The inverse association between relative abundances of oleic acid and arachidonic acid is related to alpha -linolenic acid
1 Section of Preventive Medicine and Epidemiology, University of Oslo, Norway, Institute of Health and Society, Box 1130 Blindern, 0318 Oslo, Norway
2 Department of Animal and Aquacultural Sciences, The Norwegian University of Life Sciences, Box 5003, 1432 Ås, Norway
Lipids in Health and Disease 2014, 13:76 doi:10.1186/1476-511X-13-76Published: 10 May 2014
Many health effects of oils rich in oleic acid (OA, 18:1 n9) seem to be opposite those of arachidonic acid (AA, 20:4 n6), i.e. concerning cardiovascular risk. In recent studies in humans and in the rat we observed that percentages of OA and AA were inversely related, raising the question of whether the inverse association is a general one, and how it might be explained. In the present work we examine whether percentages of OA and AA are inversely associated in breast muscle lipids of chickens, and whether alpha-linolenic acid (ALA) may be related to the OA/AA ratio.
The study group consisted of 163 chickens. Breast muscle was collected, and the concentration of fatty acids in muscle lipids was determined using gas chromatography. We studied association between fatty acids using bivariate correlations (Pearson) and linear regression. Synthesis of OA from stearic acid (Stear) was estimated using the OA/Stear ratio, and formation of AA from linoleic acid (LA) was estimated by the AA/LA ratio.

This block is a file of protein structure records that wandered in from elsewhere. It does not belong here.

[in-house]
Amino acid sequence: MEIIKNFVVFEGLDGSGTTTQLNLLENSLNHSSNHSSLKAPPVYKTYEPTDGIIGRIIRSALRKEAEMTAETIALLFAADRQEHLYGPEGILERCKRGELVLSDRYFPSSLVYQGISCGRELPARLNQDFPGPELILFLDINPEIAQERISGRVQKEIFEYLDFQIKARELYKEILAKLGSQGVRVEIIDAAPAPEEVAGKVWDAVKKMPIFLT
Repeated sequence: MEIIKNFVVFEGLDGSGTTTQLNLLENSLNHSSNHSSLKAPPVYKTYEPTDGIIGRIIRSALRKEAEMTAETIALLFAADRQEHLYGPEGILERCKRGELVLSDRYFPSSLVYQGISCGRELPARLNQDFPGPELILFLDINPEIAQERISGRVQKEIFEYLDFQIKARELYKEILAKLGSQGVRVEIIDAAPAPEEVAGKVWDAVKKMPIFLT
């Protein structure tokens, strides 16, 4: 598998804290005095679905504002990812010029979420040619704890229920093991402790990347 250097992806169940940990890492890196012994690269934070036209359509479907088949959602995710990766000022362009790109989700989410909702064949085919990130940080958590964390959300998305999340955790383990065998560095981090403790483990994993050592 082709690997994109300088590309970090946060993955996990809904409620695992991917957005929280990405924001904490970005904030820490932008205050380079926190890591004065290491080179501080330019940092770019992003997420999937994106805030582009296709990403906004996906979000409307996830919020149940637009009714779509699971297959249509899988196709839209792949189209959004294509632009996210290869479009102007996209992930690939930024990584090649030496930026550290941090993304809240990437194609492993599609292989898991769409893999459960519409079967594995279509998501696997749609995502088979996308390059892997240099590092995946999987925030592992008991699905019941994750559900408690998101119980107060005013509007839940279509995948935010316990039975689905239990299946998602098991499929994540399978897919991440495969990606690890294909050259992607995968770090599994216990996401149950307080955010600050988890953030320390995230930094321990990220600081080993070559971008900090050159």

We found a strong inverse relationship (r = -0.942, p < 0.001; n = 163) between % OA and % AA in breast muscle lipids of the chickens. There was an inverse association (r = -0.887, p < 0.001) between the OA/Stearic acid ratio, estimating Delta9 desaturase, and the AA/LA ratio, estimating desaturases/elongase activities. Furthermore, there was a strong negative association between % AA and the OA/Stearic acid ratio (r = -0.925, p < 0.001), and % OA correlated negatively (r = -0.914, p < 0.001) with the AA/LA ratio. ALA was positively associated (r = 0.956, p < 0.001) with the OA/AA ratio, and this association prevailed when controlling for the other fatty acids. ALA was positively associated (r = 0.857, p < 0.001) with the OA/Stear ratio, but was negatively related (r = -0.827, p < 0.001) to the AA/LA ratio.
The relative abundances of OA and AA that are inversely related in muscle lipids of chickens may be explained by a feedback regulation between the synthesis of OA and AA, and related to ALA, which seems to stimulate formation of OA, and inhibit synthesis of AA, but further studies are required to clarify whether this hypothesis is valid.